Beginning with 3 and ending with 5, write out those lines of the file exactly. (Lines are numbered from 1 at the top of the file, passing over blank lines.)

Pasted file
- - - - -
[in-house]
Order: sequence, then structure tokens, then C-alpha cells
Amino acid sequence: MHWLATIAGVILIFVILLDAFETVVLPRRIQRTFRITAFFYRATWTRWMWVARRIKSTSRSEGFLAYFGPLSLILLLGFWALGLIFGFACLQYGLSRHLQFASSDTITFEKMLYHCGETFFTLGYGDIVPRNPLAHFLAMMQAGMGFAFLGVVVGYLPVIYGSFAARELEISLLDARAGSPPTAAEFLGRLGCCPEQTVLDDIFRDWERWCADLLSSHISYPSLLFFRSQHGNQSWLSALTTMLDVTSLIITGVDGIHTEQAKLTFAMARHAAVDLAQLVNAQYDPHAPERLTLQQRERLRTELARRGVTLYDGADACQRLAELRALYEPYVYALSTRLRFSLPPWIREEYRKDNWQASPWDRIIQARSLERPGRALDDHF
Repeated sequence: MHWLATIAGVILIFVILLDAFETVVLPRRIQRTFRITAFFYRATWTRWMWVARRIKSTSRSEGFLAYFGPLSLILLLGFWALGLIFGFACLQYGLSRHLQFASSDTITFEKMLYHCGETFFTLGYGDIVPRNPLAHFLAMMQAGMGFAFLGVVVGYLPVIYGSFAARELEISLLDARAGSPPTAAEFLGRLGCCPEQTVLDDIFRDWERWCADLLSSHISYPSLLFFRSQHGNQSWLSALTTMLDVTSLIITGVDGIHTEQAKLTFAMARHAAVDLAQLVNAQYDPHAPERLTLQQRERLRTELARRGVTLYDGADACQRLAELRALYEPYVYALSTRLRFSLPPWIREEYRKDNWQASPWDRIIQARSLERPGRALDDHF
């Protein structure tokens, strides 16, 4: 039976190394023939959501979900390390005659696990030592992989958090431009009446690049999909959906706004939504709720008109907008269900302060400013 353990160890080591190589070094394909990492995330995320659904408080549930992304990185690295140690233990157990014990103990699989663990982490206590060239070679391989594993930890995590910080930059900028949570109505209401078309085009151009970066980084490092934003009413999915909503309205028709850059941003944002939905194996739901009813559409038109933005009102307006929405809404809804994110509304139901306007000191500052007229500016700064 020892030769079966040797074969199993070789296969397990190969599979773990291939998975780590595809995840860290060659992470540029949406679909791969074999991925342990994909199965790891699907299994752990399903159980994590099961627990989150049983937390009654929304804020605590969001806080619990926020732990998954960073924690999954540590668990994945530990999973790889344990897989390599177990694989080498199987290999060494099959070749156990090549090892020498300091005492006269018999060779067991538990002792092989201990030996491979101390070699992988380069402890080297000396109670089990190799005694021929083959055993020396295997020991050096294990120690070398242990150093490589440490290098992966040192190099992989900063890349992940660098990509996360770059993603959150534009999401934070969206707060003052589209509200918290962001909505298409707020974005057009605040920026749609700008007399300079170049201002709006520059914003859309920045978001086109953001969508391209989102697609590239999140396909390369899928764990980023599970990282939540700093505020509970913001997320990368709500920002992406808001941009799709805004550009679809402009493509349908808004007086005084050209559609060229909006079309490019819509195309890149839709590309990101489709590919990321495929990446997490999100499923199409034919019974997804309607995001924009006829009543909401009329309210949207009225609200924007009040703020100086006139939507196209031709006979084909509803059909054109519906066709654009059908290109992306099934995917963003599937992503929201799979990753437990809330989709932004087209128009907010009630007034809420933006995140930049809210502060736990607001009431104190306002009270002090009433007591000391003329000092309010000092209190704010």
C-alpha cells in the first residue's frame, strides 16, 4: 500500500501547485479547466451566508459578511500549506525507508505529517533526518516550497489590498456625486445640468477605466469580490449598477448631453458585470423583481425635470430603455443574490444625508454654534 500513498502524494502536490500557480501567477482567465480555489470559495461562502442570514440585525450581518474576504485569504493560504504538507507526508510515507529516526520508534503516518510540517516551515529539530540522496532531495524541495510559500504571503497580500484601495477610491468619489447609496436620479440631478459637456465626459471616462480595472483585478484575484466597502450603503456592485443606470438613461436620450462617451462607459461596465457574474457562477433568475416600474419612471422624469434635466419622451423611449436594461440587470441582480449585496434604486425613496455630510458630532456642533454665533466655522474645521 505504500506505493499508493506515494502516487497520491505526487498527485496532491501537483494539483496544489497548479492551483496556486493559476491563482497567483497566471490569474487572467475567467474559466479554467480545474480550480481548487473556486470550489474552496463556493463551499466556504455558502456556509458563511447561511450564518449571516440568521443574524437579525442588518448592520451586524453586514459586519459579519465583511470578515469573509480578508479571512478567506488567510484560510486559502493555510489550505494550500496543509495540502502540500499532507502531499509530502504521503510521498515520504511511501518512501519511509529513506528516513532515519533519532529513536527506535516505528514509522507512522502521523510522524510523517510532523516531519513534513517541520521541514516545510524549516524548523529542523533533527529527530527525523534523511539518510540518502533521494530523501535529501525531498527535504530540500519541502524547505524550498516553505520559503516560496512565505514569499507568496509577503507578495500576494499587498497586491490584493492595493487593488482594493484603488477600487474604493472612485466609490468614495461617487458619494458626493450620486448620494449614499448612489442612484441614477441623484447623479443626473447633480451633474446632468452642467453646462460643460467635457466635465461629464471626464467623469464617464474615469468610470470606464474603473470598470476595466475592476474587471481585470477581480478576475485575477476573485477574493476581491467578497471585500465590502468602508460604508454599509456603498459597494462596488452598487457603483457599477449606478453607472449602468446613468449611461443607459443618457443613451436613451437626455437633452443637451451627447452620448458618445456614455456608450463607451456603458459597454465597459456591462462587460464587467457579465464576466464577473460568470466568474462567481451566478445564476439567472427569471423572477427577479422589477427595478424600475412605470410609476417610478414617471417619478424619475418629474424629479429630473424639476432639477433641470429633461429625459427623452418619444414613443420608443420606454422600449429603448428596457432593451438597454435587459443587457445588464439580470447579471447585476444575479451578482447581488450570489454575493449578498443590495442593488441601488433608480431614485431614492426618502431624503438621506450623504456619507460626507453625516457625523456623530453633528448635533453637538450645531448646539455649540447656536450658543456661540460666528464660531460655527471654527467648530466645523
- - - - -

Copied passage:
Amino acid sequence: MHWLATIAGVILIFVILLDAFETVVLPRRIQRTFRITAFFYRATWTRWMWVARRIKSTSRSEGFLAYFGPLSLILLLGFWALGLIFGFACLQYGLSRHLQFASSDTITFEKMLYHCGETFFTLGYGDIVPRNPLAHFLAMMQAGMGFAFLGVVVGYLPVIYGSFAARELEISLLDARAGSPPTAAEFLGRLGCCPEQTVLDDIFRDWERWCADLLSSHISYPSLLFFRSQHGNQSWLSALTTMLDVTSLIITGVDGIHTEQAKLTFAMARHAAVDLAQLVNAQYDPHAPERLTLQQRERLRTELARRGVTLYDGADACQRLAELRALYEPYVYALSTRLRFSLPPWIREEYRKDNWQASPWDRIIQARSLERPGRALDDHF
Repeated sequence: MHWLATIAGVILIFVILLDAFETVVLPRRIQRTFRITAFFYRATWTRWMWVARRIKSTSRSEGFLAYFGPLSLILLLGFWALGLIFGFACLQYGLSRHLQFASSDTITFEKMLYHCGETFFTLGYGDIVPRNPLAHFLAMMQAGMGFAFLGVVVGYLPVIYGSFAARELEISLLDARAGSPPTAAEFLGRLGCCPEQTVLDDIFRDWERWCADLLSSHISYPSLLFFRSQHGNQSWLSALTTMLDVTSLIITGVDGIHTEQAKLTFAMARHAAVDLAQLVNAQYDPHAPERLTLQQRERLRTELARRGVTLYDGADACQRLAELRALYEPYVYALSTRLRFSLPPWIREEYRKDNWQASPWDRIIQARSLERPGRALDDHF
């Protein structure tokens, strides 16, 4: 039976190394023939959501979900390390005659696990030592992989958090431009009446690049999909959906706004939504709720008109907008269900302060400013 353990160890080591190589070094394909990492995330995320659904408080549930992304990185690295140690233990157990014990103990699989663990982490206590060239070679391989594993930890995590910080930059900028949570109505209401078309085009151009970066980084490092934003009413999915909503309205028709850059941003944002939905194996739901009813559409038109933005009102307006929405809404809804994110509304139901306007000191500052007229500016700064 020892030769079966040797074969199993070789296969397990190969599979773990291939998975780590595809995840860290060659992470540029949406679909791969074999991925342990994909199965790891699907299994752990399903159980994590099961627990989150049983937390009654929304804020605590969001806080619990926020732990998954960073924690999954540590668990994945530990999973790889344990897989390599177990694989080498199987290999060494099959070749156990090549090892020498300091005492006269018999060779067991538990002792092989201990030996491979101390070699992988380069402890080297000396109670089990190799005694021929083959055993020396295997020991050096294990120690070398242990150093490589440490290098992966040192190099992989900063890349992940660098990509996360770059993603959150534009999401934070969206707060003052589209509200918290962001909505298409707020974005057009605040920026749609700008007399300079170049201002709006520059914003859309920045978001086109953001969508391209989102697609590239999140396909390369899928764990980023599970990282939540700093505020509970913001997320990368709500920002992406808001941009799709805004550009679809402009493509349908808004007086005084050209559609060229909006079309490019819509195309890149839709590309990101489709590919990321495929990446997490999100499923199409034919019974997804309607995001924009006829009543909401009329309210949207009225609200924007009040703020100086006139939507196209031709006979084909509803059909054109519906066709654009059908290109992306099934995917963003599937992503929201799979990753437990809330989709932004087209128009907010009630007034809420933006995140930049809210502060736990607001009431104190306002009270002090009433007591000391003329000092309010000092209190704010």